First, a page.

So you’re working with some fairly difficult characters – within a youth club setting, within a church, a school. Have we got any ideas to help you? Events? Activities? Strategies? For some strategies go to the ‘Basics’ page and drop down to ‘Classroom management’)

Practical Actions

– Get people to stand up and make it clear who they are. After they do this, reflect back on how they sounded and how they could improve their public image. Encourage people to stand up, speak clearly, be confident. 

– Exercise where people have to communicate to each other using masks. This will encourage people to be able to communicate more effectively. Sit down and explain why they are doing this.

– Ways of presenting information have to change, especially with short-attention spans and lively individuals. Interactivity within a controlled context is a way ahead. So, for example, practical exercises that involve getting up and moving around. The use of music within the sessions is another way.


Do an activity away from their area and comfort zone. This can be a challenge and needs proper staffing and rules. We took a group sailing overnight on a boat. Another group went for 5 days. This really helped those who went (especially those who stayed on for the 5 days).

What about meeting up with them on neutral territory, perhaps one leader meeting a couple young people for a coke or a coffee in a public place. Again, transport and rules can be a problem as they are excited about the freedom so if you keep it to key individuals (without showing favouritism) and keep it tight. 

Going some way to meet the family, or at least to learn more about the family and show an interest in supporting to whatever level you feel is acceptable and that you can deal with. However, don’t get dragged into family conflicts at any cost. At the end of the day, your job is to remain connected – usually to the young person – but this must be done carefully and wisely.

You could even consider taking the young person away on a trip abroad, especially if it means doing something that will involve helping people and hard work. Seeing the poverty of others abroad especially children, can really clear a person’s head and help them change for the positive.


Organising something that will show off the talents of those young people – perhaps in school or in the youth club – to teachers, friends, families. For example if they have attended say 2 days sailing (see above) then organise an awards night they have to attend where they or you can speak about what went on and then get presented with a certificate in front of family.

If you are doing an event, get them involved in an area of interest where appropriate – lighting, sound, emceeing, DJ-ing, computers, singing or whatever the interests. skills are.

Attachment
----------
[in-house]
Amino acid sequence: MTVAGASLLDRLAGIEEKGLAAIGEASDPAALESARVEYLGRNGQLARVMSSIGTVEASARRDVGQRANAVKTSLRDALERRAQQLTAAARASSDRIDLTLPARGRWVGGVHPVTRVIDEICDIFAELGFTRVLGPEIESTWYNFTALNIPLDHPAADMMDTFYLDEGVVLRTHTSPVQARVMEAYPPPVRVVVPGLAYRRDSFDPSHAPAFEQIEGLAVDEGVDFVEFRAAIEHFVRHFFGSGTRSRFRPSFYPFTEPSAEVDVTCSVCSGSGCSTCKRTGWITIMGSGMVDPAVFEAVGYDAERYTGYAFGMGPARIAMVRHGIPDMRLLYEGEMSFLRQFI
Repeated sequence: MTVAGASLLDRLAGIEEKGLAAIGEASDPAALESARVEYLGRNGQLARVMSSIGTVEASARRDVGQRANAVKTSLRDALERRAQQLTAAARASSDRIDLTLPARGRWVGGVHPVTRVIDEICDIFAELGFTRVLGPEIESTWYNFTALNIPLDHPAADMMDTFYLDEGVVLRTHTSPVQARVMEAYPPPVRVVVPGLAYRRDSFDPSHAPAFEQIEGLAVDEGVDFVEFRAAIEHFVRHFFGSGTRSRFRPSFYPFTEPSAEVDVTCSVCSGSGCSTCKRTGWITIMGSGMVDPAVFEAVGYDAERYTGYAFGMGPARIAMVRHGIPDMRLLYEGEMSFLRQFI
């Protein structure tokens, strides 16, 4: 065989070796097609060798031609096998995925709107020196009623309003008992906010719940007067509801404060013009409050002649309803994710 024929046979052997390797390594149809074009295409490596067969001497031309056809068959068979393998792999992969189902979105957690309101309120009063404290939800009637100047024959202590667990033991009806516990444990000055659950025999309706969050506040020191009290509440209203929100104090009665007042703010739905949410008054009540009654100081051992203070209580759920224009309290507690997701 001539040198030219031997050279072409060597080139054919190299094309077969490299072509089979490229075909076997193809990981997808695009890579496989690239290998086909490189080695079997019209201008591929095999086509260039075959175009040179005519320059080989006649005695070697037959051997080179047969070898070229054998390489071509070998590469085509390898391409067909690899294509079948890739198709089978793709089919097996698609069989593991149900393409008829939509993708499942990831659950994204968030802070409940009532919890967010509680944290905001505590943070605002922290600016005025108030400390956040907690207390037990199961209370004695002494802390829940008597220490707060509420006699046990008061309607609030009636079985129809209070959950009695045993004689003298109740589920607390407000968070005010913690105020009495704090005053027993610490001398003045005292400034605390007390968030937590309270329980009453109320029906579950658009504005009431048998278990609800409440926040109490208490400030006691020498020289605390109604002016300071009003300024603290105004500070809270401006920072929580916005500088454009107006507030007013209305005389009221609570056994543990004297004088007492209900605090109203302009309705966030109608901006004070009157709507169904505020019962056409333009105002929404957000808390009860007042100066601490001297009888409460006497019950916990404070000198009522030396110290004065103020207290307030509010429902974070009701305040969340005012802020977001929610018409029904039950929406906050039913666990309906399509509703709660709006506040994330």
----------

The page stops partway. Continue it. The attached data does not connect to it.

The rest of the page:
Take them to do work in a place where they will find it fairly challenging – a creche, a hospice, a charity for people with mental illness. I know it sounds irresponsible and that there are rules and regulations that have to be adhered to but it’s about uprooting them from what is easy and where they are the ‘big man’ or whatever, and landing them somewhere that means character is forced out of them. 

Strategies for coping 

Apart from the ones listed in the excluded section, do we have any other ideas:

1. Enforcement of discipline. As experienced youth workers know, youth work is not just about doing what the young people want or getting on with them as one of them, it’s about leading, shaping, character building, empowering, training, supporting. Discipline matters as without it they won’t be a success in life.

2. Showing your character and strengths, weaknesses, vulnerabilities (without revealing too much) can help disarm and help connect with a teenager struggling with something that you’ve struggled with for example.

3. Doing things together as a team. This is why doing fun stuff is great but it must go hand in hand with other things like weekends away, residentials, visits, trips etc. But obviously being careful who goes and how it is approached and staffed. 

4. Push them beyond themselves. Many young people have low self esteem and belief, low confidence. If you show them and help them to succeed it makes a big difference. One word, one look, one pat on the back – could change a life. 

5. Believe in them. While many have not been believed in or trusted before, show that you believe. As the saying says – they won’t care what you know until they know that you care. It’s called unconditional tough love, the kind that a parent should show to a child. The kind that perhaps some of them have not experienced before they met you.